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June 16, 2008

The 37-Year-Old Intern


I recently had to attend a meeting at the office of a client’s ad agency – part of a project in which our two companies are coordinating on a particular issue the client is facing.


As I walked through the hallway of the ad agency’s office, I did a double-take when I noticed what appeared to be a middle-aged man running envelopes through a postage meter. I’d never seen this guy before, but it’s not like I know this ad agency’s roster of employees intimately, so I didn’t think that much of it.


Or I didn’t, until the meeting started and Mr. Middle Aged Envelope Runner bounded into the room and sat down at the conference table.


“Gary is going to sit in and observe,” the account executive explained.


All right. Gary is going to observe. Because . . . ? Is Gary like the Cigarette Smoking Man on the X-Files, lingering in the corner of Skinner’s office for no apparent reason – “observing”?


The account executive began the meeting, giving an overview of the client’s issue, and reiterating why their agency and my company were working together. Then he paused and looked in Gary’s direction.


“Gary, it’s not uncommon for a client to ask us to coordinate with another outside resource if they feel that brings together the best collection of competencies to solve an issue.”


Gary wrote that down on his notepad. I wondered if the AE would next explain to Gary what a dollar is. At any rate, the meeting continued in this vein for about 90 minutes, and since I possess no self-restraint whatsoever, it took me about seven seconds after Gary left the room to ask the AE: “Who is that guy and why do you keep explaining elementary things to him?”


“Oh,” he said. “I thought you knew. Gary is our intern.”


Huh? Intern?


“Well,” I began. “I wouldn’t have thought that, just because he would appear to be –”


He completed my sentence.


“Thirty-seven years old.”




I was just beginning to learn the story of Gary. A one-time rising executive at a financial services firm, Gary had grown disillusioned with his employer around the same time it became disillusioned with him. Gary had been aggressive at seeking and attracting new clients to the firm, but he had a bit of a hard time keeping up on developments in the financial world.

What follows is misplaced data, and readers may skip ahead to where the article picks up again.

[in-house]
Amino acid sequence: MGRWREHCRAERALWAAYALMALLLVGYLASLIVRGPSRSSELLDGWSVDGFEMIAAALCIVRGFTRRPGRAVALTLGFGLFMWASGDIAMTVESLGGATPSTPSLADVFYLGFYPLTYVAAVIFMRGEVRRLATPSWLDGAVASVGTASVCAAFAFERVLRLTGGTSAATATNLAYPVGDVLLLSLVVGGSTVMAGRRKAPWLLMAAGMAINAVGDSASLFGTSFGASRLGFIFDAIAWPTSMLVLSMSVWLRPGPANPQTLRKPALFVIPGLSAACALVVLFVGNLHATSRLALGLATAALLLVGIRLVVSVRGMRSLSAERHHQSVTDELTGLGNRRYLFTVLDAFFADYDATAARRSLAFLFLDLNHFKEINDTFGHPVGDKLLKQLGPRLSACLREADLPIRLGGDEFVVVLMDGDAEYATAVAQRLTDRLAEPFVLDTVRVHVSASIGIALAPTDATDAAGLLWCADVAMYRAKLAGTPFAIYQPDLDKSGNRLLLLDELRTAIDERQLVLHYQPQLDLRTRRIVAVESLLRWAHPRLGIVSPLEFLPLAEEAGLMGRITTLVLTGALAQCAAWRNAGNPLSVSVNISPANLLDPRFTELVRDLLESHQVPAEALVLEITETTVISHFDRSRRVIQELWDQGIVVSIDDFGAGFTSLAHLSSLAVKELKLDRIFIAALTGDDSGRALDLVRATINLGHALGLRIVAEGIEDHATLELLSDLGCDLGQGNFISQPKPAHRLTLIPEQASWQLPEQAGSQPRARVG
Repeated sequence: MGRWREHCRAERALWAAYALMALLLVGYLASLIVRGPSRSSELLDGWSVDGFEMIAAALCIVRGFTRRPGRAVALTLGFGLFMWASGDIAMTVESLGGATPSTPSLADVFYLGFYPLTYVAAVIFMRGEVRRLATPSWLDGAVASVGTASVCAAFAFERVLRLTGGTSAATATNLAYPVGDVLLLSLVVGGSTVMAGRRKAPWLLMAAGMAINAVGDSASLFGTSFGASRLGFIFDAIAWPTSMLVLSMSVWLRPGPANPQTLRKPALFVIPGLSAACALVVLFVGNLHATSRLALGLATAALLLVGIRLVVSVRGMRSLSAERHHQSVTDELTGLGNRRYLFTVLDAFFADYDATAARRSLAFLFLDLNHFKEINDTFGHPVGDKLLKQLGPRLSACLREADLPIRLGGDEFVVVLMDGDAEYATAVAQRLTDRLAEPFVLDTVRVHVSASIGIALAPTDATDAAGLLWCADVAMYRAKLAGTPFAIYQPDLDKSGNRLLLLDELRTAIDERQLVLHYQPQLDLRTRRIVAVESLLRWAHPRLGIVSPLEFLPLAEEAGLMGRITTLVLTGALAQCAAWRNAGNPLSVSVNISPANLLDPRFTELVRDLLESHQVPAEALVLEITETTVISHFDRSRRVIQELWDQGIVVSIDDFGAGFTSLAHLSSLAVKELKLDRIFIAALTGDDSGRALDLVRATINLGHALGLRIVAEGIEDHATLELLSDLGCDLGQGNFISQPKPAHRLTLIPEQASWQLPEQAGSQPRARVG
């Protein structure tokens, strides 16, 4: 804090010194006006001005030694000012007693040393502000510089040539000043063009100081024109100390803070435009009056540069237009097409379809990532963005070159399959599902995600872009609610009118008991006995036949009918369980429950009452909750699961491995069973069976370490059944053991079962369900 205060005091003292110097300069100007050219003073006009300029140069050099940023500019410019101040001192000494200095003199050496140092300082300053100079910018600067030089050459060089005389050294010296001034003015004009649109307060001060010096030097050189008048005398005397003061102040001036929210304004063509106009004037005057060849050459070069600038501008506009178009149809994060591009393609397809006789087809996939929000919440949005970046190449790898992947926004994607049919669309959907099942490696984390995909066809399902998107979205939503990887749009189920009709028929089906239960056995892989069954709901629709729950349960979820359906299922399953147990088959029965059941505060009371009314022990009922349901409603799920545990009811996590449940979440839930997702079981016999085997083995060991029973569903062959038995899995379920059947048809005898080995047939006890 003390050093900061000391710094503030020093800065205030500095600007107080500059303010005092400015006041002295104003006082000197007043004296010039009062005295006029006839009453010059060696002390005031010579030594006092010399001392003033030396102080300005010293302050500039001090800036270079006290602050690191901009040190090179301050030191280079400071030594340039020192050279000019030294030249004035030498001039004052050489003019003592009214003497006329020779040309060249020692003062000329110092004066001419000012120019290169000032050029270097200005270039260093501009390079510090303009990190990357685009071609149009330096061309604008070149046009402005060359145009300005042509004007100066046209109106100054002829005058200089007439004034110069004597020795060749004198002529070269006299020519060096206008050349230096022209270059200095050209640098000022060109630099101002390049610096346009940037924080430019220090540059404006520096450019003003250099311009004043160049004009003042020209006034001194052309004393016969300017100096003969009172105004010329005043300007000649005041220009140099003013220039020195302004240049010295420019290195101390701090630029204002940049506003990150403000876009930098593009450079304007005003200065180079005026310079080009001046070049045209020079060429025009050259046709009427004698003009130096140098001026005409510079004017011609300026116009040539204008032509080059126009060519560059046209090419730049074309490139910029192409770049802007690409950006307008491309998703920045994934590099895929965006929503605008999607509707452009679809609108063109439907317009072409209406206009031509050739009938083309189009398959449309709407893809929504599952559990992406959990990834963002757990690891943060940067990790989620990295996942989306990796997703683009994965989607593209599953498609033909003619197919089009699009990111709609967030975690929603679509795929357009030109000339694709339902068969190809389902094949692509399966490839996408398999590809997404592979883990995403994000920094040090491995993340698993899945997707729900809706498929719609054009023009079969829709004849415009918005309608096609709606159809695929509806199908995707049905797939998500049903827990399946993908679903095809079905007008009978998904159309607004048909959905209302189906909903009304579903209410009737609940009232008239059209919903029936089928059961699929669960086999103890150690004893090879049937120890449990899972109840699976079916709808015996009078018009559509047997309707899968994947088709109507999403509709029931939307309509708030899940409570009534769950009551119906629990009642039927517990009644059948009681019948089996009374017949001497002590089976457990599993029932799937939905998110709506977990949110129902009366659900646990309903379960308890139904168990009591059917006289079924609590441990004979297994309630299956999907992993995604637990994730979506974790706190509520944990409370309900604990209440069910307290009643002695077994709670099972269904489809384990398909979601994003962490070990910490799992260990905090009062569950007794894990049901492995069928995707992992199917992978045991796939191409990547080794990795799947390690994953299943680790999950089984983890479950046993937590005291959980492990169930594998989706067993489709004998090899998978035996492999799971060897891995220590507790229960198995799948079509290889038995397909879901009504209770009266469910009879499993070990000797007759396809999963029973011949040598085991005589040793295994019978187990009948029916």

He also had a bit of a problem with client fees. He either felt guilty about billing clients, or made mistakes when he did. Oh, and the financial strategies he recommended were, shall we say, less than outstanding.


After a 10-year stint there, he tried to keep his financial career alive by jumping to a regional bank, but the same shortcomings that had dogged him previously followed him there too. Out of a job again at 37, Gary decided it was time for a career change. He wanted to do something creative and interesting, which led him to the advertising industry.


But ad agencies tend not to hire people with no creative experience whatsoever, and whose sole career background consists of failure in an entirely unrelated industry. So Gary decided to force his way into the business by becoming the 37-year-old intern. How much was the agency paying him?


“Nothing,” the AE said. “We told him we didn’t have budget for an intern, and he said he would do it for free. So far he’s been great. He does everything we ask him to do, no matter how menial, and he stays late to master the creative assignments when we give him one.


I suppose one good thing about career failure would be that it leaves you with nowhere to fall, assuming you’re willing to accept that. Being an intern at 37 is only demeaning if you decide to see it that way. Whether Gary makes it in advertising remains to be seen, but you have to give a guy credit for recognizing that there’s a whole wide world of things you can do, and not to stay in a rut in a field where he didn’t have the talent to make it.


Come to think of it, an intern probably has a more placid life than a CEO the majority of the time. Maybe my spot in the corner office and my CEO salary are not all they’re cracked up to be. Maybe a lowly position consisting of menial tasks and no money could bring personal fulfillment.



© 2008 North Star Writers Group. May not be republished without permission.


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